W3C home > Mailing lists > Public > public-html@w3.org > February 2010

Re: "image analysis heuristics" (ISSUE-66)

From: Matt May <mattmay@adobe.com>
Date: Mon, 8 Feb 2010 14:15:48 -0800
To: Ian Hickson <ian@hixie.ch>
CC: Steven Faulkner <faulkner.steve@gmail.com>, "public-html@w3.org" <public-html@w3.org>
Message-ID: <4A495EA1-8E18-4633-A195-76C8D67EEFD3@adobe.com>
On Feb 8, 2010, at 7:05 AM, Ian Hickson wrote:
On Mon, 8 Feb 2010, Steven Faulkner wrote:
*Please* explain how would the following text NOT be an improvement on
what is currently in the spec?  (which is nothing)
Well, first of all, it's not grammatically correct.

Perhaps accurate. Definitely unhelpful. Steve was trying to ask you how adding instructive text is worse than leaving it out. Grammar trolling is uncalled for.

Full text of Checkpoint--

2.3 Render conditional content (P1) Techniques for checkpoint 2.3

Allow configuration to provide access to each piece of unrendered
conditional content "C".
When a specification does not explain how to provide access to this content,
do so as follows:

If C is a summary, title, alternative, description, or expansion of another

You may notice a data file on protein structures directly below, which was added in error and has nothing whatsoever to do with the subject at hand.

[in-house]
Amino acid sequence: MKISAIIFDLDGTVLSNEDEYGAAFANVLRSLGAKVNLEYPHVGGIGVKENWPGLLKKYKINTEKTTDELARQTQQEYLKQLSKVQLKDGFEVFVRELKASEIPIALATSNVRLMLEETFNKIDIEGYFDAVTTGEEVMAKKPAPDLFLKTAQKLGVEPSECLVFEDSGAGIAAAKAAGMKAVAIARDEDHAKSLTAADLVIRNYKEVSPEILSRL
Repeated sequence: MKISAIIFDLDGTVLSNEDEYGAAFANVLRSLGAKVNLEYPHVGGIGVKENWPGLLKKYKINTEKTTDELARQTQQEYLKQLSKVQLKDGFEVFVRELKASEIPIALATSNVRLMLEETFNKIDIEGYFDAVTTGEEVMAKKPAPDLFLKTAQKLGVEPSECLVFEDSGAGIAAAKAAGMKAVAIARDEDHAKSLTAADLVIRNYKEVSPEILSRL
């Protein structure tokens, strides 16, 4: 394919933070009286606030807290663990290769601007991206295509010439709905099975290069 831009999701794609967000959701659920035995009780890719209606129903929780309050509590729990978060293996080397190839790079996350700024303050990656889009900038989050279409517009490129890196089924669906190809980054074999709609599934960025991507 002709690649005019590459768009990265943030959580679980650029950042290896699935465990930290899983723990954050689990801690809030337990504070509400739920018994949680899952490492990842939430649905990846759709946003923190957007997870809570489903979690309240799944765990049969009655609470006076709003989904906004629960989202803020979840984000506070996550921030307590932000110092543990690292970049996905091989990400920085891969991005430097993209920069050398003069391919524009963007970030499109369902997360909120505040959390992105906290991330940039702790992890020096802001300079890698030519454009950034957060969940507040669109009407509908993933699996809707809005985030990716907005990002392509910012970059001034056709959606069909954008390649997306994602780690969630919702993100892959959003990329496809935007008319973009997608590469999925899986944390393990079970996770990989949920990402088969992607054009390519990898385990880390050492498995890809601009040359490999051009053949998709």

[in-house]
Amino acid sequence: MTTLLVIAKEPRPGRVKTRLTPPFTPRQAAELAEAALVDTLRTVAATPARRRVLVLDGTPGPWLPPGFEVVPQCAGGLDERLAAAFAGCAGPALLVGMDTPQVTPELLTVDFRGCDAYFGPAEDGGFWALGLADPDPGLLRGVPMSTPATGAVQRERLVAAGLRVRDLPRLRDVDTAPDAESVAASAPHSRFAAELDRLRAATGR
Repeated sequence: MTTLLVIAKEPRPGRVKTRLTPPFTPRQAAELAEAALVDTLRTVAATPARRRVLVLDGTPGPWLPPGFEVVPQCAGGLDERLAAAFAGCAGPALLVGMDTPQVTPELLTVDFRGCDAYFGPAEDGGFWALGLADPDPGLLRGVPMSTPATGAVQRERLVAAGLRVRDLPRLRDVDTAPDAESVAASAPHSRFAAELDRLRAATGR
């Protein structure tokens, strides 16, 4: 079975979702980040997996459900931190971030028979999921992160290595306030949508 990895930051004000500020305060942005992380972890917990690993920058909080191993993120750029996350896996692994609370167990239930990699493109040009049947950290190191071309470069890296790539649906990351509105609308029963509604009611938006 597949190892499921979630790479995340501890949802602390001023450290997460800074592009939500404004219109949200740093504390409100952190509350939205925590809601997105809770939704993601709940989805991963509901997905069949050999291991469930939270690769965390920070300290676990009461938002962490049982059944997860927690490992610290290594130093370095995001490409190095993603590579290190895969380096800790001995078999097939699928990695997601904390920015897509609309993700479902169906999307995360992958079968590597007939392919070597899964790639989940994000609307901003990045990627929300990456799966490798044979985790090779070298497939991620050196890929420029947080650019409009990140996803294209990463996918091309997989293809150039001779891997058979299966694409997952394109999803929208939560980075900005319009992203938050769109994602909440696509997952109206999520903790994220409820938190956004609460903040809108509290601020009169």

piece of content D, provide access through at least one of the following

(1a) render C in place of D;
(2a) render C in addition to D;
(3a) provide access to C by allowing the user to query D. In this case, the
user agent must also alert the user, on a per-element basis, to the
existence of C (so that the user knows to query D); and
(4a) allow the user to follow a link to C from the context of D.

Otherwise, provide access to C through at least one of the following

(1b) render a placeholder for C, and allow the user to view the original
author-supplied content associated with each placeholder;
(2b) provide access to C by query (e.g., allow the user to query an element
for its attributes). In this case, the user agent must also alert the user,
on a per-element basis, to the existence of C; and
(3b) allow the user to follow a link in context to C.

I've read tax codes that make more sense than this. Are you seriously
expecting this to result in implementation improvements? The above is
completely incomprehensible.

Ah. Yes. Such an algorithm would be entirely out of place in a specification that has 15 "steps for finding one or two numbers of a ratio in a string", 18 rules (not including subrules) for parsing a list of integers, and 19 rules for parsing a legacy color value.

Honestly, Ian, the "I don't understand" act is really wearing thin. Not only is this passage entirely comprehensible to a mental no-op such as myself, to me it reads no differently from any of the dozens of algorithms present in the document. Somehow this has escalated from one suspect sentence to bashing some other specification for daring to _specify_ something.

Sufficient techniques

To satisfy provision one of this checkpoint, the configuration may be a
switch that, for all content, turns on or off the access mechanisms
described in provision two.